Written by David R Jennings   
Sunday, 17 June 2007

Less than a year ago Google absorbed a company that may reveal a lot about their long-term strategies.

A Google corporate acquisition usually transforms a company into a free open source tool for everyone, and the change can occur practically overnight. But the acquisition of Jotspot has gone a little differently.

Jotspot is, or was I should say, a collaboration tool built as an easy to use Wiki . A user could setup a Jotspot account, create a collaboration Wiki, add calendars, files, schedules, and work in a team environment with anyone added to the project. It even grew to include photo galleries, and web-based spreadsheets.

When Google acquired Jotspot it was immediately closed to new registrations and the Jotspot pages went dark to everyone but existing paying customers. This strategy wasn't in itself very telling, but now months later I believe the continued absence of Jotspot means that Google is making some significant updates. This long delay probably means the changes are flowing both ways between the two corporate structures, especially considering the language used on the Jotspot FAQ page.
"Google shares JotSpot's vision for helping people collaborate, share and work together online. JotSpot's team and technology are a strong fit with existing Google products like Google Docs & Spreadsheets, Google Apps for Your Domain and Google Groups."
I believe we can look to a revamped Jotspot to emerge very soon. The new tool set will likely continue where Jotspot left off last year but have grown to include a whole new set of business and office tools. Jotspot was getting very close to creating an online office environment went it went dark so you can bet it is not going to let that just drop.

A new Google/Jotspot might look like an online corporate headquarters for your company. Imagine being able to login every morning from home or office and see everyone on your staff that has already checked-in, then be able to instantly share schedules, documents, spreadsheets, inter-office communications, and even have meetings, personal chats and white-board sessions through a single framework. This type of collaboration is not only possible but likely. If you take a few extra steps to include VoIP and video chat the need to get in the Hummer/SUV/Earth Destroyer and drive to work is gone.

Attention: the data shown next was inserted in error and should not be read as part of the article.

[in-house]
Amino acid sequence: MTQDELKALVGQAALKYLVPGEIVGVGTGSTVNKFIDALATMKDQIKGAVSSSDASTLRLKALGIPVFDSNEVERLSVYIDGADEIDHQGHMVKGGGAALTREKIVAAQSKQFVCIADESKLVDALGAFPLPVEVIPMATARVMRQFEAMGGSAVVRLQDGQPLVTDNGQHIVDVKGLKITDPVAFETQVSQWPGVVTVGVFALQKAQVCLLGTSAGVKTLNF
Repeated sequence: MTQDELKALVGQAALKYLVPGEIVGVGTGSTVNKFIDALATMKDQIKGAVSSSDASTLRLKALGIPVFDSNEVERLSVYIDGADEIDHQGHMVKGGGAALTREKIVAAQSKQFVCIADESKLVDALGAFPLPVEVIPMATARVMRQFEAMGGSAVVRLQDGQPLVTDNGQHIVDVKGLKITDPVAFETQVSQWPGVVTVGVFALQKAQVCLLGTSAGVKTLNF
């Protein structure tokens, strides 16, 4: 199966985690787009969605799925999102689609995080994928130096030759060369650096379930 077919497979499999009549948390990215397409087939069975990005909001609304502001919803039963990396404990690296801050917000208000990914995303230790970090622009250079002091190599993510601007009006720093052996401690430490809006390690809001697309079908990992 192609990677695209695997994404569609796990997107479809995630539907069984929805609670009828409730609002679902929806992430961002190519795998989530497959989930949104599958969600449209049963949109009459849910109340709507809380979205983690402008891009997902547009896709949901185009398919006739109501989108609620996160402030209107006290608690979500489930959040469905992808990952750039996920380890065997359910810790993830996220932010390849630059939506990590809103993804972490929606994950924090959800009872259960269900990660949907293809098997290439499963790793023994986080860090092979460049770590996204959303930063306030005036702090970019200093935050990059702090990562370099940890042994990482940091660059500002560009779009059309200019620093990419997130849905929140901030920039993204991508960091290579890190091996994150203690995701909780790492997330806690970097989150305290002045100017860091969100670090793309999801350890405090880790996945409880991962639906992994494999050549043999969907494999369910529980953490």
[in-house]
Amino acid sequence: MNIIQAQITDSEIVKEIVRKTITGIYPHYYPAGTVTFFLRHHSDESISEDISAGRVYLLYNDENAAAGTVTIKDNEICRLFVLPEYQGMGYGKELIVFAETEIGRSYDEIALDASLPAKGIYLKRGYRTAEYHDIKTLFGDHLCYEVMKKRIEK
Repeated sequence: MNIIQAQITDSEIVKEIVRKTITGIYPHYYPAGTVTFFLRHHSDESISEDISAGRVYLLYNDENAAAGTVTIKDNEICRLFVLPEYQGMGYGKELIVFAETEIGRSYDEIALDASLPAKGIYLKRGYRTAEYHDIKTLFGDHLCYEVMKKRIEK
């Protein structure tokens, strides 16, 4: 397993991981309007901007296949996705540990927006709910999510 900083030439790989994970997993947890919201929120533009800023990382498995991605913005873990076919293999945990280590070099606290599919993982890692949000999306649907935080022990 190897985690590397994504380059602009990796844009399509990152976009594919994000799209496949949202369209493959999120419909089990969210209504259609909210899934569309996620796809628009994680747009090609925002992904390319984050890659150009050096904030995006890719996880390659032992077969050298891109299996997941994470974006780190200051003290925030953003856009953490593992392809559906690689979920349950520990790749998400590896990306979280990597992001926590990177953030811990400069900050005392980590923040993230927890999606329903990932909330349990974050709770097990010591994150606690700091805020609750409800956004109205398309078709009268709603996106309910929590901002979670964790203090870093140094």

Once enough companies take this tack corporate life will become very different. Meetings and presentations would happen virtually, travel would be reduced, and working from a home office would become the norm rather than the exception.
Let me add another "specu-Google-ation" to this forecast. I believe you can look for Google to go shopping for a company like Linden Lab in the very near future. Adding the functionality of a virtual world like Second Life to a Google/Jotspot tool set would be extremely powerful . Virtual worlds are no longer just meet-up joints for teenagers. You're just as likely to bump into a PHD, Architect, or Corporate CEO in Second Life as you are a teenager. Increasingly, large corporate entities are setting up virtual offices in these virtual environments and using them for everything from recruitment to online conferences.

Some of the more influential virtual environment players now include IBM, CNN, C/Net, Reuters, and a hundred or so other corporate juggernauts. Give these guys some business tools from Google/Jotspot in the virtual world and the corporate playing field will become very different, very soon.

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